The Highlands Ability Battery (HAB) is made up of 19 worksamples, 18 of which measure a different Natural Ability and one that measures a skill—Vocabulary.
We define Natural Abilities as aptitudes that stabilize around age 14, that make certain tasks or activities easy to complete, and that require relatively less time, effort, or energy to perform. When we operate in an environment where we can employ these Natural Abilities, we are happiest and perform our best. Skills are learned and don’t always come easily and take relatively more time, effort, or energy to complete.
Natural Abilities are categorized into three areas: Personal Style, Driving Abilities, and Specialized Abilities. What follows is the list of each ability and their definitions.
Generalist and Specialist
The breadth and depth of information with which you are comfortable as well as your preference for working alone or with others. Specialists often are drawn to professions like law, engineering, music, the sciences, and other fields where there are jobs that require specific training and knowledge, and where you must work autonomously or develop a niche or an area of expertise. As a specialist, you like knowing the details of your area of interest. If you are a Generalist, you are drawn to roles where you can work through or with others sharing responsibilities, recognition, and results. You like knowing the executive summary.
Extrovert and Introvert
This is the one self-report measure on the HAB, and it assesses the amount and type of people interaction that is energizing and your optimal way to think through ideas, problems, and plans. If you score on the Extrovert side of the continuum, you may prefer environments where you can work in the presence of others, do your thinking out loud, and take breaks to be around others when having to work on projects or study on your own. If you score on the Introvert side of the continuum, you may want more time to work alone, have time to think reflectively before speaking, and take breaks away from people when continuously working or studying around others.
Time Frame measures how you naturally plan, the length of time it is comfortable to wait for results and still feel motivated, the length of time comfortable between accomplishments and rewards, and your natural Time Frame for expectations. If you score low, you likely prefer environments that focus on the here and now, a few months out, even up to a year into the future. You place a premium on getting the work done. If you score high, you are likely comfortable planning years in advance or setting long-range targets. You place a premium on planning the work.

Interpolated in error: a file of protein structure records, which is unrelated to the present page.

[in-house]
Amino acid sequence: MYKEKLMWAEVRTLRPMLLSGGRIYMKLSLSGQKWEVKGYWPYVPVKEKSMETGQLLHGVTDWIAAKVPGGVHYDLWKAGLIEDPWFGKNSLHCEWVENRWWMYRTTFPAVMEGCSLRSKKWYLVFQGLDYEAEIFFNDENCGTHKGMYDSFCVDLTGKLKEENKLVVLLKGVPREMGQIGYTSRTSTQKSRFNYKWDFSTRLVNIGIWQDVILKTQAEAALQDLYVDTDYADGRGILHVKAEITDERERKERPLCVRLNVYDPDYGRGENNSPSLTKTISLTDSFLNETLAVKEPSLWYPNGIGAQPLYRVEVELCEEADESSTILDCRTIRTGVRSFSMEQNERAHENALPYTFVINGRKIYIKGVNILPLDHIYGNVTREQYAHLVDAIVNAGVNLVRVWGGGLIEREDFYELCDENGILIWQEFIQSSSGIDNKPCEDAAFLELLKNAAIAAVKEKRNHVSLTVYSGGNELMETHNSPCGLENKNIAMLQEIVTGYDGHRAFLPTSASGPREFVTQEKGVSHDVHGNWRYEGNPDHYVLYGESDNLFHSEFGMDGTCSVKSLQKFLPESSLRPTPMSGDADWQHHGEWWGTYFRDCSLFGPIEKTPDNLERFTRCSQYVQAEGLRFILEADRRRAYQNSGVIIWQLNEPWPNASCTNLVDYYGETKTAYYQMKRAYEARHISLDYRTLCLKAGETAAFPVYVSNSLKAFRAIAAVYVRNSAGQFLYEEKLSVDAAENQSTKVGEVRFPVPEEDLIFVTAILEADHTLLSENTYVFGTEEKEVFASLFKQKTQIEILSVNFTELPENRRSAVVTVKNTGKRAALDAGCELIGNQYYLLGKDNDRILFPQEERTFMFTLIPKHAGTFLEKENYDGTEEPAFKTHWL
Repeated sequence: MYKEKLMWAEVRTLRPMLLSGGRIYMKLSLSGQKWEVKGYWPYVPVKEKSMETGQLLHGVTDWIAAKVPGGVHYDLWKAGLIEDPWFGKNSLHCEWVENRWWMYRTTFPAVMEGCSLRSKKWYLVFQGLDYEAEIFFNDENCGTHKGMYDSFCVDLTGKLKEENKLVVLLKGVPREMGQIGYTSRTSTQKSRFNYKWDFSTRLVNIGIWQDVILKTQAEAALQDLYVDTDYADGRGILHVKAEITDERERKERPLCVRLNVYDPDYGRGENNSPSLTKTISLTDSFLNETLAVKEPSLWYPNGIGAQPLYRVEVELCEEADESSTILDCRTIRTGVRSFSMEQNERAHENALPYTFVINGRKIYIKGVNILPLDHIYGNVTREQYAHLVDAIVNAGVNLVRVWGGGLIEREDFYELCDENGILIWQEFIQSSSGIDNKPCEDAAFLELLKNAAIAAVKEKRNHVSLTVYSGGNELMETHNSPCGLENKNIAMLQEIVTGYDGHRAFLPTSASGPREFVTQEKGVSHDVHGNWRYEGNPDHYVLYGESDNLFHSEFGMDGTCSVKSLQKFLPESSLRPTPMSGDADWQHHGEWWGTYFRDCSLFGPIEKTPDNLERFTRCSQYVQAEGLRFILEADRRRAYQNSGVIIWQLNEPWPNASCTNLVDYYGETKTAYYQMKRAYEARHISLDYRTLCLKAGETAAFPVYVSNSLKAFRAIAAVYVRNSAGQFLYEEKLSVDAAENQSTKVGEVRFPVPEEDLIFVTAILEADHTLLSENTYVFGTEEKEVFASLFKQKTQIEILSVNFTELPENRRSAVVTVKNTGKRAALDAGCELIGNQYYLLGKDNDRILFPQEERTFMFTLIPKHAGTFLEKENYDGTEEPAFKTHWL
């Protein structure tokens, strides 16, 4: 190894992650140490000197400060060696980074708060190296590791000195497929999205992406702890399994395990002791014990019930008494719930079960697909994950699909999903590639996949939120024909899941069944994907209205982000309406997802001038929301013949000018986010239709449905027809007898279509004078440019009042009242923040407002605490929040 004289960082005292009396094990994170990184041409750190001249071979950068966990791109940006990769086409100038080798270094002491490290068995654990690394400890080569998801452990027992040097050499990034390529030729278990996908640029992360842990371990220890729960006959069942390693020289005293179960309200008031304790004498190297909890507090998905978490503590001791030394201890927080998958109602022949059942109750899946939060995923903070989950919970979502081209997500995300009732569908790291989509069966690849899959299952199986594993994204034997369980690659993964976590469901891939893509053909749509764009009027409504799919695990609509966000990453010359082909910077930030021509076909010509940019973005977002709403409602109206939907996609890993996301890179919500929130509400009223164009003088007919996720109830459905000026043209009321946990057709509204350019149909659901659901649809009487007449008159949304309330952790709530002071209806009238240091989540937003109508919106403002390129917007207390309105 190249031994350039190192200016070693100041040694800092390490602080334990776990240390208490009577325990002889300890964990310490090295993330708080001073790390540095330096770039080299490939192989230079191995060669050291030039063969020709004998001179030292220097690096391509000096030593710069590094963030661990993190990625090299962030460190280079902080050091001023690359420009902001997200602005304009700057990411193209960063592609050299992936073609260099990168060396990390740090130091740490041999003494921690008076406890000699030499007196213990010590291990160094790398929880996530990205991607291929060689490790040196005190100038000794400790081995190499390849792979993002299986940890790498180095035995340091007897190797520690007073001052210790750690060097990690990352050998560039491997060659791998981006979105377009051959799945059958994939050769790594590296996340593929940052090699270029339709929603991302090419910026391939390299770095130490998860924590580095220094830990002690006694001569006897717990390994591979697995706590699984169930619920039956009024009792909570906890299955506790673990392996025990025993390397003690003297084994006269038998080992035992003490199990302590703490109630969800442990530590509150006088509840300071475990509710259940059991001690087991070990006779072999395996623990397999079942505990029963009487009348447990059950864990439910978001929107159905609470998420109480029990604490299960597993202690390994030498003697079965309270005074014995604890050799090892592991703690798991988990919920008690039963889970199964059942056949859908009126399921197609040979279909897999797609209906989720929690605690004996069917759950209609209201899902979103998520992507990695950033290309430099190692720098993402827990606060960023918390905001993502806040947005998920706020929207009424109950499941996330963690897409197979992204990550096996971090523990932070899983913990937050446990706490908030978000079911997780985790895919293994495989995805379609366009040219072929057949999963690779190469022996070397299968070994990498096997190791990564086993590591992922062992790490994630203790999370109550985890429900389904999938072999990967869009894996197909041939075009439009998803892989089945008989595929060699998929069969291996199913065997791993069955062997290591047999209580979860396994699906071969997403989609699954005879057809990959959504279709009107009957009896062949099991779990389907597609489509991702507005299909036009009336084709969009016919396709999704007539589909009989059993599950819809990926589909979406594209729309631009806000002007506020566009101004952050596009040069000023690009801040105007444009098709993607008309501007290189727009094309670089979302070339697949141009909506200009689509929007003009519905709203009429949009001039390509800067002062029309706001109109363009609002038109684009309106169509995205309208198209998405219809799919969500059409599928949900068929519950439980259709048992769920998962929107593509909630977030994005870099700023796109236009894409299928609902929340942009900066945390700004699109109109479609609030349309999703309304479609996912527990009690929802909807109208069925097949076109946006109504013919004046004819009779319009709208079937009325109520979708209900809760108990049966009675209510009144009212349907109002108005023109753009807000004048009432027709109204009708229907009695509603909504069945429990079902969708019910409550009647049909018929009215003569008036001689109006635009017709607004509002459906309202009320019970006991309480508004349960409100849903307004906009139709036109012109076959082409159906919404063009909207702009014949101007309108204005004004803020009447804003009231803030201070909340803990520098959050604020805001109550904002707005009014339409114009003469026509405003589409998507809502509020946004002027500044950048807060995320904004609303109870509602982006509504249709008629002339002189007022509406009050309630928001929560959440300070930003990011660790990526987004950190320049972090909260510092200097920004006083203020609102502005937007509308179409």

Classification refers to the ability to solve problems diagnostically, to identify a unifying principle, and for synthesizing. It influences your natural ability to evaluate and critique, your contribution to problem-solving, and the pace and structure of your preferred work environment. It is one type of convergent reasoning.
If you score high on the Classification continuum, you likely prefer environments that move at a continuous rapid pace, are chaotic, or provide few parameters for finding solutions. People with high Classification are often drawn to fast-paced roles in politics, marketing, emergency medicine, litigation, and counseling among other roles that require continuous troubleshooting. If you score low, your natural patience fits with a moderately-paced, predictable, or structured environment.
Concept Organization refers to your ability to reason analytically. It is the ability to organize mentally or create order and influences your orientation toward process, decision-making time, and communication. It is one type of convergent reasoning.
If you score in the high range on the Concept Organization continuum, you likely prefer responsibilities that emphasize processes and procedures, careful analysis and thoroughness, or easy-to-follow communications and explanations often found in careers in law enforcement, writing, training or computer programming. If you score low, you are comfortable without structure and are likely decisive.
Idea Productivity is the ability to generate a lot of ideas at any one time. It influences how you self-manage multiple tasks and the type of contributions you make to group decisions. It is divergent reasoning.